Hollywood may have given school lunches a bad name. Whether it was "The Wonder Years," "Saved By The Bell," "90210" or various other programs, school lunches looked about as appetizing as prison food on television.

The barely edible sloppy joes, Salisbury steaks and JELL-O seem to be ancient myths compared to the food prepared at New Canaan Public Schools these days. Now the lunch menu is not only varied but even healthy and organic.

The federal government recently put out a bill known as the Health, Hunger-Free Kids Act of 2010. The program essentially allows federal funding of school meal and nutrition programs. It also allows more low-income families to provide their children with healthy food. Since New Canaan does not accept federal funds for its lunch program, the district not required to abide by these guidelines. Still, New Canaan's lunch program has been evolving for the past few years and is ahead of the curves when it comes to these requirements.

"We are way beyond this bare minimum," said Cobie Graber, a founding member of the New Canaan School District's Wellness Committee as well as a staunch advocate of healthy eating and fitness. "But it is always good to move forward."

One of the most effective people in making sure New Canaan has been eating healthy is the Food Services Director Bruce Gluck.

"He has been instrumental in all of this," Graber said.

Gluck explained how the switch from processed to naturally foods has decreased waste in the cafeteria as well.

"When you buy processed food, you are a prisoner to the packaging," Gluck said. "When you buy fresh, you use what you need and that's it."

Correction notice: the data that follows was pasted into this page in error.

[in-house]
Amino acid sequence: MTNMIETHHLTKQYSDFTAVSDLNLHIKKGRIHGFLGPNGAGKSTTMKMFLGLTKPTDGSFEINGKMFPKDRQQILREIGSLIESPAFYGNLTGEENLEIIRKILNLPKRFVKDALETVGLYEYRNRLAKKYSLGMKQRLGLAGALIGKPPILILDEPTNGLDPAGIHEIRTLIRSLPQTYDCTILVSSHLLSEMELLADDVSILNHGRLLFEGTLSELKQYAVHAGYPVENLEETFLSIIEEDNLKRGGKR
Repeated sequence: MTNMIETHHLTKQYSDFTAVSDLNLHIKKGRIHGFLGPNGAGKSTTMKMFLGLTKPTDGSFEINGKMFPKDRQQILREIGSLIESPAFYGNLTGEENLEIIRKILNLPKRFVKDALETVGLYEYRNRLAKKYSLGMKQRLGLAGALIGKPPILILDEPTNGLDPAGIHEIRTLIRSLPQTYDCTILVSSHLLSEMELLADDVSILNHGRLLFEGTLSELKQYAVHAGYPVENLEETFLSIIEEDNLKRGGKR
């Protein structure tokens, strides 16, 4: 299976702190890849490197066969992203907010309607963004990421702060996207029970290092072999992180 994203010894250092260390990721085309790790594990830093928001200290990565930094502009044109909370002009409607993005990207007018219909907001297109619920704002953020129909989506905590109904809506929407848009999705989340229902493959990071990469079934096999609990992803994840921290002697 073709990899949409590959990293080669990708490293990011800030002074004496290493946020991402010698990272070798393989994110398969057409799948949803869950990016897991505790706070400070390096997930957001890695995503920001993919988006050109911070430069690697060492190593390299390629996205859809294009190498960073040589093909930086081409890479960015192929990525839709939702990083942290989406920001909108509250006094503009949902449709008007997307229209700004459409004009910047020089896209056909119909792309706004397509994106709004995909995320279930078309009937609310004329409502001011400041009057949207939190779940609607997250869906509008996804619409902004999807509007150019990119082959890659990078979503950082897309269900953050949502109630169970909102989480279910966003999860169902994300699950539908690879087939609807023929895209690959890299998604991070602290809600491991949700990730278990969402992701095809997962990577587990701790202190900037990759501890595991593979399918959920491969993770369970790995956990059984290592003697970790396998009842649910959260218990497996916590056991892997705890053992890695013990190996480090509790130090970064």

Graber nominated Gluck for a scholarship to the Institute for Integrative Nutrition. With the help of more than 250 people through an organization she started called "Nourish New Canaan," she was able to get support for a $10,000 grant that made it happen.

"He has eliminated processed food from school lunch and raised the quality standard for all of his vendors," Graber said.

Additionally, he has been partnering with local farms to find healthier sources for produce. The goal to incorporate local farms and ingredients is also a stipulation in the new act from Washington, yet New Canaan has been doing this for years now.

"Students now enjoy homemade soup stocks, whole grain pizza featuring fresh mozzarella, homemade veggie burgers and chicken nuggets made from fresh chicken breasts with whole wheat bread crumbs," Graber said.

So while maintaining their program well above the regulated minimum with more natural and fresh ingredients, they have also innovated through different items on the menu and keeping an ongoing dialogue with students. Many kids at the school have an opportunity to taste new choices before they ever make it to the menu.

"We've been transitioning for a while and just went full force to natural foods a few years ago," Gluck said. "I think more than government mandates, success involves the community and we have great involvement here in New Canaan. The people here want what is best for the town and what is best for their children."

The success of the lunch program is not lost on NCHS Principal Tony Pavia either.

"They have done a great job adapting to all the guidelines," Pavia said. "Anyone from outside the school always makes a comment on how great the lunch is here. The menu stays interesting as well. On any given day you could have some vegetarian sushi, chicken teriyaki or even whole wheat pizza. They have just done an outstanding job."

It looks like the days of the mean lunch lady with greasy food from your favorite television show are long gone. Perhaps it might be time for a more accurate portrayal.